We have reached — in fact, to be fair, we’ve been here for a while already — a point where our institutions and leaders are completely disconnected from reality.
If you want to know what motivated the #Occupy movement in 2011, or is driving the cacerolazo (banging pots and pans protests) that emerged this year in Québec, start with that.
Thomas Langan, in Tradition and Authenticiy in the Search for Ecumenic Wisdom, pointed out that all institutions that embody traditions deviate from their purposes over time. This is because the people in them have their own agendas, and because institutions start to carry culture forward within themselves. (He took this further in his discussion of “little worlds” or cosmiota in Being and Truth, and at the extremes this can become a complete “horizon of interpretation” taking over an entire society, the point of his Surviving the Age of Virtual Reality.)
Langan called this “hypocrisy” — and it is the reason all institutions are constantly in the need of reform, to return them to a better fit with their founding tradition. (His book The Catholic Tradition is an extended meditation on this tension in one tradition and institution.)
If we remember Toynbee and his magisterial A Study of History, Toynbee talked about the vital role of creative minorities in providing revitalisation and the rethinking of older forms (institutions, offices, etc.) for changed circumstances. This is, if you like, the “engine” by which traditions differentiate and grow (the other driver is the one pointed to by Eric Voegelin in his five volumes of Order and History, the differentiation of symbol systems — and that [as he discussed throughout his The New Science of Politics] these can also lose differentiation and meaning, shrinking rather than growing).
Toynbee talked as well about decline and decay — and said that one of its hallmarks was the loss of a creative minority and its replacement by a dominant one.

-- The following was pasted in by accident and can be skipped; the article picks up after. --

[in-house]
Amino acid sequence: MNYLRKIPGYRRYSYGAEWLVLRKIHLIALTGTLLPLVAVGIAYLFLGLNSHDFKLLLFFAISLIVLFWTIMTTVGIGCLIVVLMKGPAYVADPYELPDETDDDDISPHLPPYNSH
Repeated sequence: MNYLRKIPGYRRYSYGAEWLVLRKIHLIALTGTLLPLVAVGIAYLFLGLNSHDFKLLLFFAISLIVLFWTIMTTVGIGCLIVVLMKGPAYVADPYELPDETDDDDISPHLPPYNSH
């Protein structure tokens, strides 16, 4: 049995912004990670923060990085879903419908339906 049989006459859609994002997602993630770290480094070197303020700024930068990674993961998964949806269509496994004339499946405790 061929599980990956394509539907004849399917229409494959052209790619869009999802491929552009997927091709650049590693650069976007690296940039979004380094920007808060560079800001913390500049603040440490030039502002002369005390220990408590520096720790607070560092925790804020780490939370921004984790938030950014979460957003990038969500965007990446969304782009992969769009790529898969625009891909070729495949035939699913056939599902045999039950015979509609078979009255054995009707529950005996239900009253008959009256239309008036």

Around the world, resistance to the dominant minorities that exist is growing. As Umair Haque tweeted this morning, “The stakes are not ‘austerity vs stimulus’. They’re ‘redesign the sociopathic global economy, or kiss the future goodbye’.”
Doing more of what clearly isn’t working is a sure sign of a dominant minority being in charge. The hypocritical mind-set gets that way by virtue of operating in a closed world.
Its horizons of interpretation shrink to what fits into the symbols of the institutions. Events are “read into” that framework — or ignored. Appeals are made to the tradition, but actions are taken to neutralise, sterilise or abandon it where it no longer “fits” the little cosmion created by the minority.
This is how in the United States corporations can have more freedom of speech than citizens; how in Canada we can lie to ourselves about how we’re doing; how European Union technocrats can imagine that “one more little fix” is all that’s required and that citizens will just vote for the interests of the dominant minority over their own; how a Starbucks can see a single café on Haida Gw’aii as a “threat” to their global corporation; how universities think that their incomes can rise forever faster than the economy grows because students can just take on more debt; how people can believe technology can create cheap energy on demand … the list is endless.
What happens at a time like this, based on history?
Eventually reality wins. The closed world of the dominant minority collapses.
Up until now every time that’s happened it’s taken its society with it.
Is there another future? Yes: it comes with reasserting a creative minority, instead of accepting a future as an internal proletariat hoping for crumbs from the dominant minority. (Here is where #Occupy and the cacerolazo both failed: crumbs was what they were looking for.)
By that I don’t mean “oh, let’s have lots of entrepreneurial start ups and fantastic new technologies”. There may be some of that. But what’s really required are new institutions grounded in the best of our traditions.
Rebuilding community, for instance, where instead of worrying about size you worry about locale, your neighbours, keeping your custom within their circles, working to provide something of value to them, honours our traditions of self-government, freedom to associate, to speak, to pursue (each of us) our happiness.
It will mean rethinking money and capital: to stop sending the fruits of our labour into distant places and to think of investing our energies in our own places rather than in markets and instruments we have no control over.
It means taking the message of Alain de Botton in Religion for Atheists to heart: to forge community using the wisdom of our pasts, even if we ourselves do not share it.
It means, in other words, building “what comes next” before “what is now” collapses around us from its own internal flaws and the force of external events that can no longer be pushed aside.
It will be hard — but it is less hard than waiting for the alternative to unfold.